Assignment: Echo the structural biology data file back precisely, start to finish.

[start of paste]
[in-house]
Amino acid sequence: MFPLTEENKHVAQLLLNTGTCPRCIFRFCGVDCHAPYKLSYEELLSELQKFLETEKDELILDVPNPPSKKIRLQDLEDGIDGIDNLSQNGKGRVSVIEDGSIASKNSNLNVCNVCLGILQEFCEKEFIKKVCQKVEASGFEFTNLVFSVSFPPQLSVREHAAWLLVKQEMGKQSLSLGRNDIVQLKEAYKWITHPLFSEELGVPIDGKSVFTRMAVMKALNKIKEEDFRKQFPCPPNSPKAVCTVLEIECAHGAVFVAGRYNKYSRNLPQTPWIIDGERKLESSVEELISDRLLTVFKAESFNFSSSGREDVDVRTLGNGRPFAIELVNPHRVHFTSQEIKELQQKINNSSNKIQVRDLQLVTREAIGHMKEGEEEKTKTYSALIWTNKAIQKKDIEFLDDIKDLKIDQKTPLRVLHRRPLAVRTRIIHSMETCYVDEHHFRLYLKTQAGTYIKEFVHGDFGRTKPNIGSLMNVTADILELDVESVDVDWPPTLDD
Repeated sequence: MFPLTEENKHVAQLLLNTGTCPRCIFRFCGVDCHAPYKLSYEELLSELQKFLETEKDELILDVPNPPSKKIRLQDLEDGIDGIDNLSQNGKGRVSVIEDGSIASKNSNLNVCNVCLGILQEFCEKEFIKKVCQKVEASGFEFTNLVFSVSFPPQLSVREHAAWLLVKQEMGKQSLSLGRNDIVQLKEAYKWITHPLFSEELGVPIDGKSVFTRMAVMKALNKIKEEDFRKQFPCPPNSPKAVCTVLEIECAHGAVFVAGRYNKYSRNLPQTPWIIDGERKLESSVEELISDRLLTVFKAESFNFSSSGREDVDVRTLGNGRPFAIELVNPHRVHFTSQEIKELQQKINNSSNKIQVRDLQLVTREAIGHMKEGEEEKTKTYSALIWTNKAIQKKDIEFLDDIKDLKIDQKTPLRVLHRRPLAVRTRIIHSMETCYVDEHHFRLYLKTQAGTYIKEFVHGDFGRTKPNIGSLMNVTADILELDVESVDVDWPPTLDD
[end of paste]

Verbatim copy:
[in-house]
Amino acid sequence: MFPLTEENKHVAQLLLNTGTCPRCIFRFCGVDCHAPYKLSYEELLSELQKFLETEKDELILDVPNPPSKKIRLQDLEDGIDGIDNLSQNGKGRVSVIEDGSIASKNSNLNVCNVCLGILQEFCEKEFIKKVCQKVEASGFEFTNLVFSVSFPPQLSVREHAAWLLVKQEMGKQSLSLGRNDIVQLKEAYKWITHPLFSEELGVPIDGKSVFTRMAVMKALNKIKEEDFRKQFPCPPNSPKAVCTVLEIECAHGAVFVAGRYNKYSRNLPQTPWIIDGERKLESSVEELISDRLLTVFKAESFNFSSSGREDVDVRTLGNGRPFAIELVNPHRVHFTSQEIKELQQKINNSSNKIQVRDLQLVTREAIGHMKEGEEEKTKTYSALIWTNKAIQKKDIEFLDDIKDLKIDQKTPLRVLHRRPLAVRTRIIHSMETCYVDEHHFRLYLKTQAGTYIKEFVHGDFGRTKPNIGSLMNVTADILELDVESVDVDWPPTLDD
Repeated sequence: MFPLTEENKHVAQLLLNTGTCPRCIFRFCGVDCHAPYKLSYEELLSELQKFLETEKDELILDVPNPPSKKIRLQDLEDGIDGIDNLSQNGKGRVSVIEDGSIASKNSNLNVCNVCLGILQEFCEKEFIKKVCQKVEASGFEFTNLVFSVSFPPQLSVREHAAWLLVKQEMGKQSLSLGRNDIVQLKEAYKWITHPLFSEELGVPIDGKSVFTRMAVMKALNKIKEEDFRKQFPCPPNSPKAVCTVLEIECAHGAVFVAGRYNKYSRNLPQTPWIIDGERKLESSVEELISDRLLTVFKAESFNFSSSGREDVDVRTLGNGRPFAIELVNPHRVHFTSQEIKELQQKINNSSNKIQVRDLQLVTREAIGHMKEGEEEKTKTYSALIWTNKAIQKKDIEFLDDIKDLKIDQKTPLRVLHRRPLAVRTRIIHSMETCYVDEHHFRLYLKTQAGTYIKEFVHGDFGRTKPNIGSLMNVTADILELDVESVDVDWPPTLDD